Hostages of Memory (Dar Arab, £10) is the accomplished debut novel by Syrian writer Haitham Hussein. Set along the Turkish-Syrian border, it is an intergenerational story that begins with Grandma Khatoune as she crosses into Turkey with her two sons, Ali and Alo. Their lives are lived “on the thin line between death from starvation and famished survival”. There is certainly lots of hardship in the book, but the translation by Jona Fras brings out the humour and stoicism that is so important to the book’s personality.

Alo marries the daughter of a merchant, an upgrade in social standing only made possible by the young woman’s deafness, which was caused by her father’s violence. The father agrees to the match if only to assuage gossip about his guilt, but “vicious tongues are not a belt one can tighten or loosen whenever one wants”.

The two brothers rent a small shop, but their relationship crumbles after a failed scheme to get rich by hoarding onions, after which they become branded as “Onion Lords”. Their subsequent estrangement bifurcates the narrative, which explores separation, longing and displacement.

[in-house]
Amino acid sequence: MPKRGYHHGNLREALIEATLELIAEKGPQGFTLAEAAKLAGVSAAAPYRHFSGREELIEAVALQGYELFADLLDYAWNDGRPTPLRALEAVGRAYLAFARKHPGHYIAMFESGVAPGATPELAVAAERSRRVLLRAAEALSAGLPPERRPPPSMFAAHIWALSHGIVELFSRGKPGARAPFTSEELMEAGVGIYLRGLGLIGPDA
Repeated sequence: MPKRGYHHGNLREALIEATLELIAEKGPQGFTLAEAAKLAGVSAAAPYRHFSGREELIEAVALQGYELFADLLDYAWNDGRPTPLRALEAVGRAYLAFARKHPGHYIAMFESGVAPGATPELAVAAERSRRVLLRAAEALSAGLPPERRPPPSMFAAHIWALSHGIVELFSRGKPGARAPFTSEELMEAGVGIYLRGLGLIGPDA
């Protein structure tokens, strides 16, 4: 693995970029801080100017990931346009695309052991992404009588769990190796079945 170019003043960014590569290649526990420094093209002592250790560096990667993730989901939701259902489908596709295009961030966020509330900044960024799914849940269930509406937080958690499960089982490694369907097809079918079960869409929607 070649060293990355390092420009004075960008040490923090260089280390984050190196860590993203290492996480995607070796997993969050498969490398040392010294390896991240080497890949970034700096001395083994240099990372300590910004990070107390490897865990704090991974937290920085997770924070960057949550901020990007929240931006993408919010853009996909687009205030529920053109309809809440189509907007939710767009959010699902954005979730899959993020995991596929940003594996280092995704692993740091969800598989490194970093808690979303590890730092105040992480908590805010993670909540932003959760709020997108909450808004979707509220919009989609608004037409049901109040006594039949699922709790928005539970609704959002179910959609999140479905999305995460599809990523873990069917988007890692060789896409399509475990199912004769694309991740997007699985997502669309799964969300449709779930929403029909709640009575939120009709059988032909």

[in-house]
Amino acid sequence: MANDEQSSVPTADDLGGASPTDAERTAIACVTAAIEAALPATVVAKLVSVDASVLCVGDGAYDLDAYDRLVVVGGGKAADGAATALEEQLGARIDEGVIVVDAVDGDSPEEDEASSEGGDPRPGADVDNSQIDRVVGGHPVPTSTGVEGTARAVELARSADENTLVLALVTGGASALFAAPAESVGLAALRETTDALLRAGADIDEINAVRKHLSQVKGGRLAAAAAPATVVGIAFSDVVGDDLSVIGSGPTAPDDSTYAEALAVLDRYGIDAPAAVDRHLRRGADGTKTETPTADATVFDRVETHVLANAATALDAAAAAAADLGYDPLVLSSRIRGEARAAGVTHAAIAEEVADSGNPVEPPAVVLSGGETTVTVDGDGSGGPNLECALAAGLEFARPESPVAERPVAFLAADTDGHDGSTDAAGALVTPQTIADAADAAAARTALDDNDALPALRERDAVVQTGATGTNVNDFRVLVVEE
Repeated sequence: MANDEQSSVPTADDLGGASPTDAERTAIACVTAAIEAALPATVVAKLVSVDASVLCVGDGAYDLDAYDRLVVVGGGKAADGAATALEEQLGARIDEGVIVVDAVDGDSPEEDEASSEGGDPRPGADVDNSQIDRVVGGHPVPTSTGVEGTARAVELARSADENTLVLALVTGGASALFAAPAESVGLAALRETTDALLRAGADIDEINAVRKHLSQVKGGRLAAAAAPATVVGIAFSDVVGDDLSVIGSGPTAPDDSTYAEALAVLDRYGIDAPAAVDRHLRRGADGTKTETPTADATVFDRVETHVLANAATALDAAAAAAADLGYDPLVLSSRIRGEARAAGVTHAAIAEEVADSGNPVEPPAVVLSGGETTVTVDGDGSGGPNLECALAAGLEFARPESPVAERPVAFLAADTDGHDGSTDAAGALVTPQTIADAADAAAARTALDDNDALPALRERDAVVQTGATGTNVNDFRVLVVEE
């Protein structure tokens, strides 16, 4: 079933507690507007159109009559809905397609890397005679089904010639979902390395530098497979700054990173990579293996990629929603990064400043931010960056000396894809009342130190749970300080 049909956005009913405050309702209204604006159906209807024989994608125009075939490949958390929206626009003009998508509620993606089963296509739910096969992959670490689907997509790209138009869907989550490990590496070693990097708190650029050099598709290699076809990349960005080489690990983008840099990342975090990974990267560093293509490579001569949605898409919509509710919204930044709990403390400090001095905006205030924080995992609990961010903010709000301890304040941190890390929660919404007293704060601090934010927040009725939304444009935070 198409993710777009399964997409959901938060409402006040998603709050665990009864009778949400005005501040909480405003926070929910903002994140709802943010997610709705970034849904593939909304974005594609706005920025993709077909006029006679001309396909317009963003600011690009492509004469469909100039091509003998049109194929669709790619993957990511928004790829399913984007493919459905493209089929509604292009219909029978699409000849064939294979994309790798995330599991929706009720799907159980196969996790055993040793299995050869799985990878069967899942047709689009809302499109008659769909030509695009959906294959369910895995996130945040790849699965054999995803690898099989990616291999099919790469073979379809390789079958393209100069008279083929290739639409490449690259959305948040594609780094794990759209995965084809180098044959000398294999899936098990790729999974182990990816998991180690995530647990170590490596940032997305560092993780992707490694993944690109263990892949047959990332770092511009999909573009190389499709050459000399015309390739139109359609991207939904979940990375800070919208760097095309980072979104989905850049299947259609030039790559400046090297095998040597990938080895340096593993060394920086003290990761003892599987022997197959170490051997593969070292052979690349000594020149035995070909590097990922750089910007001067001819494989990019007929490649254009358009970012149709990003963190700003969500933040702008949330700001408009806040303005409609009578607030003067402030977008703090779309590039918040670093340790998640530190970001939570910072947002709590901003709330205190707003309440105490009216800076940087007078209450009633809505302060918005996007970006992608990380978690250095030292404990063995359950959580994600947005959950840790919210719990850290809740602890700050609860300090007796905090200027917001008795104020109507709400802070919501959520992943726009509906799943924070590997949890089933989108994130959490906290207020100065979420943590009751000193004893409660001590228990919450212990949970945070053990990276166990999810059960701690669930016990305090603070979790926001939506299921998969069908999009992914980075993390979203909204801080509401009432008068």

Hostages of Memory is a novel that does so much so well – a compelling narrative, characters to care about, a sense of time and place – all told with pathos and personality.

In the vibrant stories of You, Bleeding Childhood by Italian writer Michele Mari (And Other Stories, £11.99), we are reminded of a pre-internet era when childhood was filled with stuff: treasured comics, favourite writers, lost footballs, 10,000-piece jigsaws. This is a book that evokes brilliantly the lived (and not unhappy) confusion of a boy spending his days immersed in his passions, with the membranes of time, reality and imagination ever permeable. “As a little boy I thought that dried apricots were ears”, the writer recalls at one point, while in reading Jules Verne he caught “an inkling of a little too much science, like a vague hint of school”.

The translation by Brian Robert Moore is a gem, revelling in what the writer terms his “literary vampirism” of mimicking writing styles of an older time and then contrasting this with well-timed gross-out humour: “No storm could ever wash away the frothy dribble that one day, before your very eyes, a kid spat into his hand before streaking it along the highest part of the slide in order to procure a faster and more lubricious descent.”

A delightful collection that pops with idiosyncrasy.